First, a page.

Posted by: Heart of America News | November 2, 2017

Shower With Your Bike, and Other Helpful Tips

Off-Season Maintenance, Part One

by Ron Adkins, Heart of America Triathlon News


dscn5468-e1509630510189.jpgThe race season (in the Upper Midwest, at least) is in the books, and triathletes everywhere are looking forward to a good long rest period. Yet, even though you may want to store the gear away for off-season, don’t hang up the bike just yet.

The triathlete’s bike is arguably the most important (and by far the most expensive) piece of race equipment the athlete owns. Thaddeus Walters and Andy Brimeyer of Goldfinch Cyclery in Cedar Rapids say too often bikes come in to their shop that sat idle and ignored for months. A little preventative and ongoing maintenance saves a costly repair or replacement.

Thaddeus and Andy recommend taking your ride into a trusted cycle shop (preferably one that specializes in racing bikes) for a tune-up three times a year – before the season, at least once during, and very soon after the season ends.

“Think of it as the same as taking your car in for a regular oil and filter change,” says Andy. “It’s relatively easy and saves money and repair in the long term. Most places offer good deals in the dead of winter.”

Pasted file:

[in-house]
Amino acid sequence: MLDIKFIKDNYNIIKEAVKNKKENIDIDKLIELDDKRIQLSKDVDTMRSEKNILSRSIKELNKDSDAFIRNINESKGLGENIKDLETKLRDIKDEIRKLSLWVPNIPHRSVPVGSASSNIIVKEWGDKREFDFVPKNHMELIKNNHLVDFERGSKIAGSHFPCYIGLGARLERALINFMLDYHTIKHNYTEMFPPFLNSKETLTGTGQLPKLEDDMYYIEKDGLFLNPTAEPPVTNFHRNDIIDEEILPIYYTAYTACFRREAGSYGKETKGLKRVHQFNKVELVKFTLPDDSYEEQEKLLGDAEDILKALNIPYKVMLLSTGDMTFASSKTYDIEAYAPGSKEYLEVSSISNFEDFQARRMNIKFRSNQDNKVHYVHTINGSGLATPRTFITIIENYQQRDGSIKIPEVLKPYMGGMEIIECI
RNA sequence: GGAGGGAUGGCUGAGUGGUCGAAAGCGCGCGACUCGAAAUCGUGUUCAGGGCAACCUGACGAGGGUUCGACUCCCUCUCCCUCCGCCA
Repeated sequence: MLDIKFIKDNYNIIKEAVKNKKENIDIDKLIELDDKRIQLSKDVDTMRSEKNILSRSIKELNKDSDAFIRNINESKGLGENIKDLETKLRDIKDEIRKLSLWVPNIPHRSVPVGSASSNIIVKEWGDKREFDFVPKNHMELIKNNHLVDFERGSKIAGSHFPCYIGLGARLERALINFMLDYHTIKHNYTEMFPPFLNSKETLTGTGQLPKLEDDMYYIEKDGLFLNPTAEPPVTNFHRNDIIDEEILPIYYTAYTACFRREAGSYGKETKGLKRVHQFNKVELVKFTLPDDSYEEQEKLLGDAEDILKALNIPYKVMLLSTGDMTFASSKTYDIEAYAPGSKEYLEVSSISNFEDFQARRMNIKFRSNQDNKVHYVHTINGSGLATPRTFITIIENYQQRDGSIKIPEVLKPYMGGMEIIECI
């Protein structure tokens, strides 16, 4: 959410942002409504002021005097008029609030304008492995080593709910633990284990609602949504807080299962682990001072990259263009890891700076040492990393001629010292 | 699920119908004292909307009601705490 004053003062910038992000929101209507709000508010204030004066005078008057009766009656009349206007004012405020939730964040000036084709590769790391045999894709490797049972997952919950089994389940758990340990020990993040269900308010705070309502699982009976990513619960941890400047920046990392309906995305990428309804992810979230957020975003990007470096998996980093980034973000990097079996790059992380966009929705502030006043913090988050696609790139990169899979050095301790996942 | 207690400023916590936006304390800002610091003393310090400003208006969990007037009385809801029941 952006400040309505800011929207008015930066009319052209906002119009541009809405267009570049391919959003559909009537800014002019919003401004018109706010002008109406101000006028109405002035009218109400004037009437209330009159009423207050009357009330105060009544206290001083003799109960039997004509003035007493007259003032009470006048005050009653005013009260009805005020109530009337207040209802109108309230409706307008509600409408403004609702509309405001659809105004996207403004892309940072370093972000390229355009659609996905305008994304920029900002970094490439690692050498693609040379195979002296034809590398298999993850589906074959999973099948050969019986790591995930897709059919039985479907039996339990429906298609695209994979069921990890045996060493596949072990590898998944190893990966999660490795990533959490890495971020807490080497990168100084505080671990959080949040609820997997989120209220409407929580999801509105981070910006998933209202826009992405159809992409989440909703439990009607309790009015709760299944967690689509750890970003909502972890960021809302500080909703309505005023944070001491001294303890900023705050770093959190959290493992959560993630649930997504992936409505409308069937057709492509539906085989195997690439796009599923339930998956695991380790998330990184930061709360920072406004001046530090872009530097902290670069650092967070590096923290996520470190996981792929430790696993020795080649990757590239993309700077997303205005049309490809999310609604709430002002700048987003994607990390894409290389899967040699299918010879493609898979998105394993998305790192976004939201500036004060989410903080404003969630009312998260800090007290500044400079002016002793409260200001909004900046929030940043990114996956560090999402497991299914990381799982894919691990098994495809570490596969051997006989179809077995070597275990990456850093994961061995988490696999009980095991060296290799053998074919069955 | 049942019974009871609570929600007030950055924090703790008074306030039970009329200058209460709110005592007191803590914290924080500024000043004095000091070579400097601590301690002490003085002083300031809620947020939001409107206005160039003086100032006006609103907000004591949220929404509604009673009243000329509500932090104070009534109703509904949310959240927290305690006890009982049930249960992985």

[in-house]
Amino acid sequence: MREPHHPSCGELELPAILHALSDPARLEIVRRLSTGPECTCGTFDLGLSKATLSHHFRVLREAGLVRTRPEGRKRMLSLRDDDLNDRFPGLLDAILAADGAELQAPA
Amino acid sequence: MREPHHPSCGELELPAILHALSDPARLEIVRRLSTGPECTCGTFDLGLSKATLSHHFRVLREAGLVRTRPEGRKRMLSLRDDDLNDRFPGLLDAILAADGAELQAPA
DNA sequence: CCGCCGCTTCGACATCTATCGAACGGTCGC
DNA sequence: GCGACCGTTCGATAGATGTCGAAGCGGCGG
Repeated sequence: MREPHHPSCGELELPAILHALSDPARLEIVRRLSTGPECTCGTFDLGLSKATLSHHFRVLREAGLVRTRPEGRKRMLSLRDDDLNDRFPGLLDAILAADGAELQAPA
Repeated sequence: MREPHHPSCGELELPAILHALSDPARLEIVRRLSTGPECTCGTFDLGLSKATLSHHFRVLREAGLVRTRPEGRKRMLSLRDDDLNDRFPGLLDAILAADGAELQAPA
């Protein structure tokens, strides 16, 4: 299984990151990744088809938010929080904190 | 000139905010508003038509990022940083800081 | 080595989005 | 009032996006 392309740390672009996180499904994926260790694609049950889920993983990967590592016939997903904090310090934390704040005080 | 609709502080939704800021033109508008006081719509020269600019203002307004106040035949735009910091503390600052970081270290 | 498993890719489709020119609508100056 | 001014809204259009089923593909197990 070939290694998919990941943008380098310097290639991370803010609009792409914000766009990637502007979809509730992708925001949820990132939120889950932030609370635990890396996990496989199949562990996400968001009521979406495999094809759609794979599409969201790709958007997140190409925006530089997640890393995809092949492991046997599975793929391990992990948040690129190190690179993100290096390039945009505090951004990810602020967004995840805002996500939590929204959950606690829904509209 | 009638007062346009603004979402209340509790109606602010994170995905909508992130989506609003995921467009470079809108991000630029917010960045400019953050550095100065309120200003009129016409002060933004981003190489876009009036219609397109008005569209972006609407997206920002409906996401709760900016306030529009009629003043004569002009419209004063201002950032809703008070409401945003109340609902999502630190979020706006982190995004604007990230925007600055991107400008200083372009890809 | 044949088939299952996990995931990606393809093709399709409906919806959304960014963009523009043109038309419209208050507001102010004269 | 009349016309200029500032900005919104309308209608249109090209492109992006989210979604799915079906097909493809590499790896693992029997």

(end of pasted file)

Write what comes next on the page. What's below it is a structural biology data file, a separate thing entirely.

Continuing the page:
If you prefer to do your own maintenance, Andy and Thaddeus point out some important things to remember:

Make sure the quick-release gears and all bolts are tightened. Don’t be stingy with the chain lubricant.

Give the bike a good wash before it is stored for off-season, and after every 200 miles during the season. Sweat is corrosive, and if not removed, the salts and acids in sweat gradually do big damage.

“It’s not uncommon to see bearings and other parts rusted out from sweat dripping down, or from being covered by a sweaty towel,” says Thaddeus. “But please, please don’t wash the bike with a power washer,” he adds. “A little mild degreasing soap and a soft rinse is all it takes.”

If weather permits some winter training time, pay very close attention to tire pressure. This is crucial in the colder months. Just as with your car, fluctuations in temperature cause air to leak from tires. Snow plows tend to chew up roads and streets, so be conscious of wear and the overall condition of the tires, as well.

Road salt and sand are the biggest off-season enemies to bicycles. They can chew up metal parts, brakes, brake pads, and wheels surprisingly fast. Again, attention to detail and a good wash will help fend off any costly damage.

“If your spouse is nice, take your bike with you when you shower,” jokes Thaddeus.

“We’re seeing a lot more cyclists coming in for regular tune-ups,” continues Andy. This trend, he adds, reflects what he has been reading in triathlon and industry publications – that there is a change in attitude among triathletes toward diligent preventative maintenance.

Thaddeus hopes this trend continues – not only for the sake of the bike, but for the safety of the rider. “I want to see triathletes treat their bicycles the same as they treat their body. Keep it in good shape, put some miles on it regularly, and get in for a checkup.”

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